[0063] Lorentzian least squares fitting of denoised, 3D Zspectra
takes approx. 6.5 minutes for 14 slices using parallel computation.
FIG. 6 shows the Lorentzian fit (solid black line) for gray brain
matter (GM) pixel (left) and white brain matter (WM) pixel (right).
Training the NN on 3 slices from a single subject took 5.8 minutes,
but applying the NN to predict Lorentzian parameters in 14 slices
takes only 2 seconds. FIG. 7 compares quantitative CEST maps
(Lorentzian pool amplitudes) in a representative test slice from
least squares fitting (FIG. 7A) and the NN prediction (FIG. 7B) in
the training subject and a test subject. This slice was not
included in the training dataset. The predicted contrasts have the
same amplitude and follow the same spatial distribution of tissues
as the least squares fitting results, and similar results are seen
in untrained data from the test subject. Applying the neural
network to a test subject (FIG. 7C) yields consistent features and
contrast. Thus, the inventive NN prediction of input parameters
performed on noisy data maintains the spatial smoothness of the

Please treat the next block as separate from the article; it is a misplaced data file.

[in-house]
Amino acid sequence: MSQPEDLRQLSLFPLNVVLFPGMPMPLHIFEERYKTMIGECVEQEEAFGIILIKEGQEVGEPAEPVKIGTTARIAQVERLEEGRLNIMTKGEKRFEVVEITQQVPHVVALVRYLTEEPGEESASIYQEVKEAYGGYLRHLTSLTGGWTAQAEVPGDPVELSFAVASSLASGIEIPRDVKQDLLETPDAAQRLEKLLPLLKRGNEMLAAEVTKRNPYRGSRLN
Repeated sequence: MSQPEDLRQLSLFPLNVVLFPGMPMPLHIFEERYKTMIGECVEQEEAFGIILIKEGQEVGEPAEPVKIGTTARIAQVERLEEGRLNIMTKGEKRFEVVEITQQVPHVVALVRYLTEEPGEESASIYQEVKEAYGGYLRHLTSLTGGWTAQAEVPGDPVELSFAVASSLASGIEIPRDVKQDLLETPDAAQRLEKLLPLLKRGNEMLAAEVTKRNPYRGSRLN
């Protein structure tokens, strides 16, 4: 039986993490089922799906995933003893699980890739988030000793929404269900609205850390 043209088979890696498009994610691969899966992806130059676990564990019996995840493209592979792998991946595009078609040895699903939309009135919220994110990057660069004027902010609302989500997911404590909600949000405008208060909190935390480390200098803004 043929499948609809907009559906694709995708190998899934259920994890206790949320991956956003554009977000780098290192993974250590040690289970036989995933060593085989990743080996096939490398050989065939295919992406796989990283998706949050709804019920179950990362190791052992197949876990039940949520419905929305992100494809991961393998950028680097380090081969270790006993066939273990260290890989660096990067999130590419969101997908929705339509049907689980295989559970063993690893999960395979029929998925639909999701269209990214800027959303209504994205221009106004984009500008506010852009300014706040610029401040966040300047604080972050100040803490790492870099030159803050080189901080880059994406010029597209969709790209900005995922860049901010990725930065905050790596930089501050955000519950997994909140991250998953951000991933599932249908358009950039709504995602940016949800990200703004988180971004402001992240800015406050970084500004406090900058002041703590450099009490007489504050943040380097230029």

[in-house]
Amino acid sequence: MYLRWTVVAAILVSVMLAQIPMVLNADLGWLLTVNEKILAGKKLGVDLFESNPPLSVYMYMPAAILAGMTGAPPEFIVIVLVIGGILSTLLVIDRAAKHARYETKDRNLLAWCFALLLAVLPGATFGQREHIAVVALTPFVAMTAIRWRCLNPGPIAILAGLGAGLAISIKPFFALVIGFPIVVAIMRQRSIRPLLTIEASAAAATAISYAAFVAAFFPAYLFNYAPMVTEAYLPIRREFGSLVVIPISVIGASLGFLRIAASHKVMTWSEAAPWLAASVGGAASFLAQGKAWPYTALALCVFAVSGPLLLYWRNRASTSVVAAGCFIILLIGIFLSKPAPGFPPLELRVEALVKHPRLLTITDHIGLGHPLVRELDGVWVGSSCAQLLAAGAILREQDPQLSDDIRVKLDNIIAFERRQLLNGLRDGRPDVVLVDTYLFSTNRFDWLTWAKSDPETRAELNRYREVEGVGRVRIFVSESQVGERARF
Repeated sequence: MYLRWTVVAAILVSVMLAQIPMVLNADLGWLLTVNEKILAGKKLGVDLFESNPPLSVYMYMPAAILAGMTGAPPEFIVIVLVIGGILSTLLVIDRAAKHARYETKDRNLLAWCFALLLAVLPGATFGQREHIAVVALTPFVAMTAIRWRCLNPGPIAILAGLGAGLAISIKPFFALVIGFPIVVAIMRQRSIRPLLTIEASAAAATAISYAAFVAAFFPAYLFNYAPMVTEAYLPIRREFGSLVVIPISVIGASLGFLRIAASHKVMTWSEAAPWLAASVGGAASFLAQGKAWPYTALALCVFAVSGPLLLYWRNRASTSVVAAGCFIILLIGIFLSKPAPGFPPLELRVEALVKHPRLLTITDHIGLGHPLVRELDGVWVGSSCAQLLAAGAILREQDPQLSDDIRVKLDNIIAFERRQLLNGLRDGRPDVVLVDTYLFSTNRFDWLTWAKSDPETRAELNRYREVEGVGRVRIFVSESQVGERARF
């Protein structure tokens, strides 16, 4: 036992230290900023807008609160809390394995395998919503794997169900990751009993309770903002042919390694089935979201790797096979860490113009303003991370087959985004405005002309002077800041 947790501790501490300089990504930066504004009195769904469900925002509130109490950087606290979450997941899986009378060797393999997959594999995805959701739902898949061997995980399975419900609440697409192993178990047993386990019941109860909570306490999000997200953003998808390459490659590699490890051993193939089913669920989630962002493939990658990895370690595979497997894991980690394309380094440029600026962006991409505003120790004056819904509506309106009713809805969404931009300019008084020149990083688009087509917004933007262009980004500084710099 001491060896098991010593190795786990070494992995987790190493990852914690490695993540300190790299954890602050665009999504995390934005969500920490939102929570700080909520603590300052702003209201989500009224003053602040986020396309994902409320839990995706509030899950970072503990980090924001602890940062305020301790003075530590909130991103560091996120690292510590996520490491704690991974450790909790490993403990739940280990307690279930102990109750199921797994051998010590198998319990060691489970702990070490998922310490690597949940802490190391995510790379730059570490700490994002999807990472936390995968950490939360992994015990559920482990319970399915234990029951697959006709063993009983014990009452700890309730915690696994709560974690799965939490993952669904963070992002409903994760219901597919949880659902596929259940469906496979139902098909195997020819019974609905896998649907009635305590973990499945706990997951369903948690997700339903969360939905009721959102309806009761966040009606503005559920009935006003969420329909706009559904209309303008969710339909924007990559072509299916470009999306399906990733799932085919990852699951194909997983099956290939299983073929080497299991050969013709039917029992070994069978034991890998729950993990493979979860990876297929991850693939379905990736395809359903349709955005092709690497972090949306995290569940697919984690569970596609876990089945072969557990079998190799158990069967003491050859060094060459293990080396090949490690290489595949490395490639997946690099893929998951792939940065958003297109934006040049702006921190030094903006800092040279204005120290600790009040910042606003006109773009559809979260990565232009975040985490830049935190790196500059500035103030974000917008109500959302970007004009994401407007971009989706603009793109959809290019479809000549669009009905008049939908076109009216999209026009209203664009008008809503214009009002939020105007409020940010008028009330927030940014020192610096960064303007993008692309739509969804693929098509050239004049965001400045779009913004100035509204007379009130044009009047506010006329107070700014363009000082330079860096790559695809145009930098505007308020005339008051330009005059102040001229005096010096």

pixelwise fit performed on denoised data.
[0064] FIG. 8 shows CEST maps from Lorentzian pool analysis by
least squares fitting (FIG. 8A) and neural network prediction (FIG.
8B) in a second test subject with motion corrupted data (motion
during the scan). CEST maps from least squares fitting exhibit
artifacts, disrupted gray matter/white matter contrast in APT, and
elevated signal in all pools. However, the NN prediction is robust
to motion errors, with the pool sizes similar to those in FIG. 1
and the expected contrasts in healthy tissues.
[0065] The example of FIGS. 6 to 8 shows that the NN can be trained
and applied to rapidly predict CEST pool parameters pixelwise form
Zspectrum data. A NN powered fit with a single iteration would
need 2 s for a 3D stack while a full nonlinear fitting takes about
6.5 minutes; this is an improvement by a factor 195. Parameter